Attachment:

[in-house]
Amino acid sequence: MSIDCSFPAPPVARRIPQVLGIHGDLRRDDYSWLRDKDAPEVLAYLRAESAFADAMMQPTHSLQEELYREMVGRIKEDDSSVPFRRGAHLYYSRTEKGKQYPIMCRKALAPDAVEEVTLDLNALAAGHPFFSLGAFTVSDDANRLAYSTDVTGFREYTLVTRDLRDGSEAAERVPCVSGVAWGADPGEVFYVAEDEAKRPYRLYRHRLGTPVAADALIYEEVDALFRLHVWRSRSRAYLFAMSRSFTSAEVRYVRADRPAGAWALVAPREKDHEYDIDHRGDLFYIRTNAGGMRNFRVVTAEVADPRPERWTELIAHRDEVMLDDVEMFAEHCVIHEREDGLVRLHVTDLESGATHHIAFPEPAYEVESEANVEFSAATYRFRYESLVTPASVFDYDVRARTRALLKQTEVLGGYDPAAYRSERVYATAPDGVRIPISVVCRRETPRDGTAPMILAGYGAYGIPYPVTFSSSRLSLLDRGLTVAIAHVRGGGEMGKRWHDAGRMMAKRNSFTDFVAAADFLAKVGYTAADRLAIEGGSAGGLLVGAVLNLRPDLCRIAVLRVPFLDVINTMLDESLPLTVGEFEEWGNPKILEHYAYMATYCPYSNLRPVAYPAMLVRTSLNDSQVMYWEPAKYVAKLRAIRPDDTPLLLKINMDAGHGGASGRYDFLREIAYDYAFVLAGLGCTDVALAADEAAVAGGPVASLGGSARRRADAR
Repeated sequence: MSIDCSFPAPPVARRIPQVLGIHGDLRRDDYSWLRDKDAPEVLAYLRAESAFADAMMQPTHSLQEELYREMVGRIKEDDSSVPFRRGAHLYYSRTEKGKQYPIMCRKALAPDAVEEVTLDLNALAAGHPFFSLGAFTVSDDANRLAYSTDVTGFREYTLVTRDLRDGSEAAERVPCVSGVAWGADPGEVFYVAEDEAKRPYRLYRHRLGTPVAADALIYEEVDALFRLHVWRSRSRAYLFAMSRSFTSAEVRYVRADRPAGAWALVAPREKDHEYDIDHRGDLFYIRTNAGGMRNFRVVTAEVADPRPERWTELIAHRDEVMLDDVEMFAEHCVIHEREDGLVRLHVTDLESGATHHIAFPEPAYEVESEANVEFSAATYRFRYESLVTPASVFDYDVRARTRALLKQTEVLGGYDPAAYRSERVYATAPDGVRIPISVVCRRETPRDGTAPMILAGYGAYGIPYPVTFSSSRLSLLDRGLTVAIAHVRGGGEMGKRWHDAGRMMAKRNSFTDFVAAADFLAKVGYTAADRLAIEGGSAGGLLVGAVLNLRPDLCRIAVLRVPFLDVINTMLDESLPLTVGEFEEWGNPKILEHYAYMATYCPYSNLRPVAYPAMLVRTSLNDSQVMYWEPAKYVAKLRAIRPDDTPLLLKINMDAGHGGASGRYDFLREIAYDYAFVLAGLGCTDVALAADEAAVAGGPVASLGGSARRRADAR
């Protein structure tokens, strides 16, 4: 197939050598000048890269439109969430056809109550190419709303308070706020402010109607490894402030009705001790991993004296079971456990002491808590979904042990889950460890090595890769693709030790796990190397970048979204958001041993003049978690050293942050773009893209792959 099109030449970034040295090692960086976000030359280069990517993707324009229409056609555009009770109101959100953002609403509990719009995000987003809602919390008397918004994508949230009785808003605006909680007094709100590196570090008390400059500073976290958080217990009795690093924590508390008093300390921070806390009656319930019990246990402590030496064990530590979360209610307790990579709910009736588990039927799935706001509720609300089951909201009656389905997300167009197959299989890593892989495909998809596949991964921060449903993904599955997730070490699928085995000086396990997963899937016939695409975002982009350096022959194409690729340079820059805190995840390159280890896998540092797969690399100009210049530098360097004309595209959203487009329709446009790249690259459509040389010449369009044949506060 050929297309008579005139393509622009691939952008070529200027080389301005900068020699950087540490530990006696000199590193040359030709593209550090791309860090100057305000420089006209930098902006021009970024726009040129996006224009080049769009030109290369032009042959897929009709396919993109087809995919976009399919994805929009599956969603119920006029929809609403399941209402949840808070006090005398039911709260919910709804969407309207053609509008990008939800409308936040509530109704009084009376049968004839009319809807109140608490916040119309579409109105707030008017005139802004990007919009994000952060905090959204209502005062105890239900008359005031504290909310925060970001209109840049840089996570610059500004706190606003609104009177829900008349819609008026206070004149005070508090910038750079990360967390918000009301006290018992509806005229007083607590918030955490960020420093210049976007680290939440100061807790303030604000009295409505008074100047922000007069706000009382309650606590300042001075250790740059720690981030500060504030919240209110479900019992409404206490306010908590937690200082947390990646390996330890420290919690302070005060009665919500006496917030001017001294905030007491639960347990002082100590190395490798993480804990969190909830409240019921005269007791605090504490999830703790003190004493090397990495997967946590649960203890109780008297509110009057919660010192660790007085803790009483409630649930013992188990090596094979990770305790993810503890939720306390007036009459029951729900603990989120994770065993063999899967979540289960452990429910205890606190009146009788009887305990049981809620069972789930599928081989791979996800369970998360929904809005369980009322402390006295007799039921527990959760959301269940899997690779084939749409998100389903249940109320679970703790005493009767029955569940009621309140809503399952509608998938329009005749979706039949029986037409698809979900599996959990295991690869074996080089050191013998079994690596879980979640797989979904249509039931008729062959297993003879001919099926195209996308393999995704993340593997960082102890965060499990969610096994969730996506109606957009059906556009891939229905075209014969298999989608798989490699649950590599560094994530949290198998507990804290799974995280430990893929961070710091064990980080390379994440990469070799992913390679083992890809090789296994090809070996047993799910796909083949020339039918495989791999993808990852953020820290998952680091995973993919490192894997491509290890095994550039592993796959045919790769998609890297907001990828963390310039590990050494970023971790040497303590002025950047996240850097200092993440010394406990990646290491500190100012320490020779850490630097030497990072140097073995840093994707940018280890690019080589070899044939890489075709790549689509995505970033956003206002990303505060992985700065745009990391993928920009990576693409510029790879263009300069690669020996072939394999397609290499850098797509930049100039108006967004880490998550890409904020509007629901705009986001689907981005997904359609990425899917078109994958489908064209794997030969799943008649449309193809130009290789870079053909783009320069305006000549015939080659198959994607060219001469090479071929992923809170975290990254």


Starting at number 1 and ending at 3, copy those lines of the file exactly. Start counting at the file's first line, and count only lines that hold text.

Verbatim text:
[in-house]
Amino acid sequence: MSIDCSFPAPPVARRIPQVLGIHGDLRRDDYSWLRDKDAPEVLAYLRAESAFADAMMQPTHSLQEELYREMVGRIKEDDSSVPFRRGAHLYYSRTEKGKQYPIMCRKALAPDAVEEVTLDLNALAAGHPFFSLGAFTVSDDANRLAYSTDVTGFREYTLVTRDLRDGSEAAERVPCVSGVAWGADPGEVFYVAEDEAKRPYRLYRHRLGTPVAADALIYEEVDALFRLHVWRSRSRAYLFAMSRSFTSAEVRYVRADRPAGAWALVAPREKDHEYDIDHRGDLFYIRTNAGGMRNFRVVTAEVADPRPERWTELIAHRDEVMLDDVEMFAEHCVIHEREDGLVRLHVTDLESGATHHIAFPEPAYEVESEANVEFSAATYRFRYESLVTPASVFDYDVRARTRALLKQTEVLGGYDPAAYRSERVYATAPDGVRIPISVVCRRETPRDGTAPMILAGYGAYGIPYPVTFSSSRLSLLDRGLTVAIAHVRGGGEMGKRWHDAGRMMAKRNSFTDFVAAADFLAKVGYTAADRLAIEGGSAGGLLVGAVLNLRPDLCRIAVLRVPFLDVINTMLDESLPLTVGEFEEWGNPKILEHYAYMATYCPYSNLRPVAYPAMLVRTSLNDSQVMYWEPAKYVAKLRAIRPDDTPLLLKINMDAGHGGASGRYDFLREIAYDYAFVLAGLGCTDVALAADEAAVAGGPVASLGGSARRRADAR
Repeated sequence: MSIDCSFPAPPVARRIPQVLGIHGDLRRDDYSWLRDKDAPEVLAYLRAESAFADAMMQPTHSLQEELYREMVGRIKEDDSSVPFRRGAHLYYSRTEKGKQYPIMCRKALAPDAVEEVTLDLNALAAGHPFFSLGAFTVSDDANRLAYSTDVTGFREYTLVTRDLRDGSEAAERVPCVSGVAWGADPGEVFYVAEDEAKRPYRLYRHRLGTPVAADALIYEEVDALFRLHVWRSRSRAYLFAMSRSFTSAEVRYVRADRPAGAWALVAPREKDHEYDIDHRGDLFYIRTNAGGMRNFRVVTAEVADPRPERWTELIAHRDEVMLDDVEMFAEHCVIHEREDGLVRLHVTDLESGATHHIAFPEPAYEVESEANVEFSAATYRFRYESLVTPASVFDYDVRARTRALLKQTEVLGGYDPAAYRSERVYATAPDGVRIPISVVCRRETPRDGTAPMILAGYGAYGIPYPVTFSSSRLSLLDRGLTVAIAHVRGGGEMGKRWHDAGRMMAKRNSFTDFVAAADFLAKVGYTAADRLAIEGGSAGGLLVGAVLNLRPDLCRIAVLRVPFLDVINTMLDESLPLTVGEFEEWGNPKILEHYAYMATYCPYSNLRPVAYPAMLVRTSLNDSQVMYWEPAKYVAKLRAIRPDDTPLLLKINMDAGHGGASGRYDFLREIAYDYAFVLAGLGCTDVALAADEAAVAGGPVASLGGSARRRADAR